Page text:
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Less mouth rounding of the Tractrix means less is going out into the room in that harmonious Le Cleach way, than direct at me of the longer narrower Tractrix. Direct vs reflexed?
Tractrix and LeCleach are quite similar, although their development may have been independent. Tractrix is not unlike a LeCleach T=low with no roundover.

Bjorn Kolbrek did some intersting sims comparing LeCleach with different completeness in the roll back (some of these are down lower in the page) - https://kolbrek.hornspeakersystems.info/index.php/horns/bem
Tractrix and LeCleach are quite similar, although their development may have been independent. Tractrix is not unlike a LeCleach T=low with no roundover.

Bjorn Kolbrek did some intersting sims comparing LeCleach with different completeness in the roll back (some of these are down lower in the page) - https://kolbrek.hornspeakersystems.info/index.php/horns/bem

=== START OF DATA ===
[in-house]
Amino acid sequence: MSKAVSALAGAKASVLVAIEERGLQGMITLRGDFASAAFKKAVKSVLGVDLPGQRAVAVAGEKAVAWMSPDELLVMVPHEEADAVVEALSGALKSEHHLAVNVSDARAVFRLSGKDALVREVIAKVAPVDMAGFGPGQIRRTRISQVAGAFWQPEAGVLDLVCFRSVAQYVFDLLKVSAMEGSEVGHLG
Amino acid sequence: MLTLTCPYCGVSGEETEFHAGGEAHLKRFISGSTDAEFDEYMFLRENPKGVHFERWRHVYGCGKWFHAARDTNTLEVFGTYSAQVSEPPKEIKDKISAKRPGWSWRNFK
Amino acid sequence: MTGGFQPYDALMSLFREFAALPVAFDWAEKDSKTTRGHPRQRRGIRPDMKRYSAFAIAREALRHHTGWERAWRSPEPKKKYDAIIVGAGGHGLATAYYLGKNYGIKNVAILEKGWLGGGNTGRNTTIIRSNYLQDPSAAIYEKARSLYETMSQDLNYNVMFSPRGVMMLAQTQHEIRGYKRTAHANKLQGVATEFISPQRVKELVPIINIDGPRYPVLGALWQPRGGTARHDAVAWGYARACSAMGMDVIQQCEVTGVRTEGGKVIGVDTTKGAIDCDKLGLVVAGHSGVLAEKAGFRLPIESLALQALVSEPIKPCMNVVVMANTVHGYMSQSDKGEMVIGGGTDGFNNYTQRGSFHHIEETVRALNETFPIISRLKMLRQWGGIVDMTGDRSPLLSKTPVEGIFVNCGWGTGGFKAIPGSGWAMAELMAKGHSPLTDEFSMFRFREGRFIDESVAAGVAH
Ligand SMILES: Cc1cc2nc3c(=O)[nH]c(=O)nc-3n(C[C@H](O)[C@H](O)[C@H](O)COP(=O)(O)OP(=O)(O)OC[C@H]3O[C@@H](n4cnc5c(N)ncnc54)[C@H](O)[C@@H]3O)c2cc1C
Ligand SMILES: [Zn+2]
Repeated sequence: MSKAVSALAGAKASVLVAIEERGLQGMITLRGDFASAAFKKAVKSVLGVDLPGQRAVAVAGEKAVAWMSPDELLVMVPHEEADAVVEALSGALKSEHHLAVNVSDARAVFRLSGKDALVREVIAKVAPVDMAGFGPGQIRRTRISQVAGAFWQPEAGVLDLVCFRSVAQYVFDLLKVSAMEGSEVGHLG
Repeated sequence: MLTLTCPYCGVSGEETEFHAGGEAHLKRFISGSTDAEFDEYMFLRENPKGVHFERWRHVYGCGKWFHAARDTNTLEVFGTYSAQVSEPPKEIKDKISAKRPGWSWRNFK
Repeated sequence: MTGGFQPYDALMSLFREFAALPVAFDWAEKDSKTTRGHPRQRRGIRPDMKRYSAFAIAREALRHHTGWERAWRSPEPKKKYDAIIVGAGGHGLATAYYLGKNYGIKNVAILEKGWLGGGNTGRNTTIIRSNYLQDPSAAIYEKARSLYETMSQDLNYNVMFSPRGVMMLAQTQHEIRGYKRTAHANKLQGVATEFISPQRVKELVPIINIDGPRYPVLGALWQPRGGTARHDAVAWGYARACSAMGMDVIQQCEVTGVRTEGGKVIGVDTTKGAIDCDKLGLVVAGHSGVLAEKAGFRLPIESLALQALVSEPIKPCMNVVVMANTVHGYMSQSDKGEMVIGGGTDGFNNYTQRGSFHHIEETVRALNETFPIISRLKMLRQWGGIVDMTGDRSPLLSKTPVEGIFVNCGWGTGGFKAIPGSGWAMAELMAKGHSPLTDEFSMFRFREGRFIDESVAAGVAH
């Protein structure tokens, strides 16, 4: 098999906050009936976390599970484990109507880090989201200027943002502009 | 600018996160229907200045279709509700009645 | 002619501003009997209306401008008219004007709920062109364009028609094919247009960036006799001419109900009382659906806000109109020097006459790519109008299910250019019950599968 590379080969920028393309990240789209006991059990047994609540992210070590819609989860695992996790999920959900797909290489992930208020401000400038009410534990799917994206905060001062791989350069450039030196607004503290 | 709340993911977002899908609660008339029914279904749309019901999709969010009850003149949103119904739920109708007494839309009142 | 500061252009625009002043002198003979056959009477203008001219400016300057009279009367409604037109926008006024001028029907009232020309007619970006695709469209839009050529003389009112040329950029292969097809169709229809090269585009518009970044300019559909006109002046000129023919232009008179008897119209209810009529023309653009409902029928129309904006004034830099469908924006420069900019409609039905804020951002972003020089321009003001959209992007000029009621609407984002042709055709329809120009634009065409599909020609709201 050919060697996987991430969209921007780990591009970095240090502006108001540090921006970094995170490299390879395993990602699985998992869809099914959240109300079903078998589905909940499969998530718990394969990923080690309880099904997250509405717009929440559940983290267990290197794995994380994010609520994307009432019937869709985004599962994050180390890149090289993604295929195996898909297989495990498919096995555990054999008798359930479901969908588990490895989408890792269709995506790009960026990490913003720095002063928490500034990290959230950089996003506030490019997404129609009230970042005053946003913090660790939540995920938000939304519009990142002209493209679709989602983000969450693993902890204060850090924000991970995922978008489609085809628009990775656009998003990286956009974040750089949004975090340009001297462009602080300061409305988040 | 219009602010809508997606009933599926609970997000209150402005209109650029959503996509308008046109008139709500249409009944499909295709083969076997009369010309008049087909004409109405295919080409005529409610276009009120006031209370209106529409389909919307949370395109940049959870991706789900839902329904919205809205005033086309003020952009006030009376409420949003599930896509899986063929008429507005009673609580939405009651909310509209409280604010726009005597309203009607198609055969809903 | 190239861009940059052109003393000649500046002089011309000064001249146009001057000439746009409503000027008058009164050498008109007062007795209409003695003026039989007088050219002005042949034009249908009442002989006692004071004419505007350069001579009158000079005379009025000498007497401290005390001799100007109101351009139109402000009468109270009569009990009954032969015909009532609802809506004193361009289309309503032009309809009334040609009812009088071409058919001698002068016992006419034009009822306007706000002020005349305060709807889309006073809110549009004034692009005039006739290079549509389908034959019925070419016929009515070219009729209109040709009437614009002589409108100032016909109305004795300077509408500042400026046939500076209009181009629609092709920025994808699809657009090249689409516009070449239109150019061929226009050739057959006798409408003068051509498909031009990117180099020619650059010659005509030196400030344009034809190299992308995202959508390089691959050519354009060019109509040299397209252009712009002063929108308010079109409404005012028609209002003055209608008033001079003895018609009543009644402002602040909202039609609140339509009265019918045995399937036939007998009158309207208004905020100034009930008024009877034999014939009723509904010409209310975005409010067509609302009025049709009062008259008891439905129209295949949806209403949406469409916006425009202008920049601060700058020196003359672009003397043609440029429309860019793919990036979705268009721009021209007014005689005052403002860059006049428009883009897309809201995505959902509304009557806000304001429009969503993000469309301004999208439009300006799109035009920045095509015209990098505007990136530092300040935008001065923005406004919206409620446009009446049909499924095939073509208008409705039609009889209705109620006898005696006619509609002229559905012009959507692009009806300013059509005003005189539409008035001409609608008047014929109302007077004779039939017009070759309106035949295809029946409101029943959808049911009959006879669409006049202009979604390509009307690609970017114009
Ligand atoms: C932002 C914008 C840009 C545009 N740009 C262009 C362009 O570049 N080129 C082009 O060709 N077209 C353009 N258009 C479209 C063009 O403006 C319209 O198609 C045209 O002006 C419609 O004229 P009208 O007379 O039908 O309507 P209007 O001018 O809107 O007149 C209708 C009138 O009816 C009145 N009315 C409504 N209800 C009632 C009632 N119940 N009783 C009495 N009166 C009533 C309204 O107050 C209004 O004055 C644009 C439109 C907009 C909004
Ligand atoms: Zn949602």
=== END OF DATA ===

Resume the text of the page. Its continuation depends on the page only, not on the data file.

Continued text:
Interesting. I'll read that.

I'm back on Le Cléac'h upper mids at the moment.

More on phase alignment..

I was wrong about the effect of phase alignment being most noticeable at higher frequencies.

More extensive A / B comparisons demonstrate it also cleans up and unlocks bass response and clarity.

I've thrown all sorts at this setup.
Simple, large complex, fast, slow, all sorts of replay gain etc, it just takes it all in its stride.

I'm next going to have a play around with different crossover slopes and types for fun.
Maybe there are advantages of steeper slopes or 3rd order with different phase shifts to 4th, 2nd etc, that are unlocked by phase alignment that I've not previously come across?
Worth playing around and I enjoy it.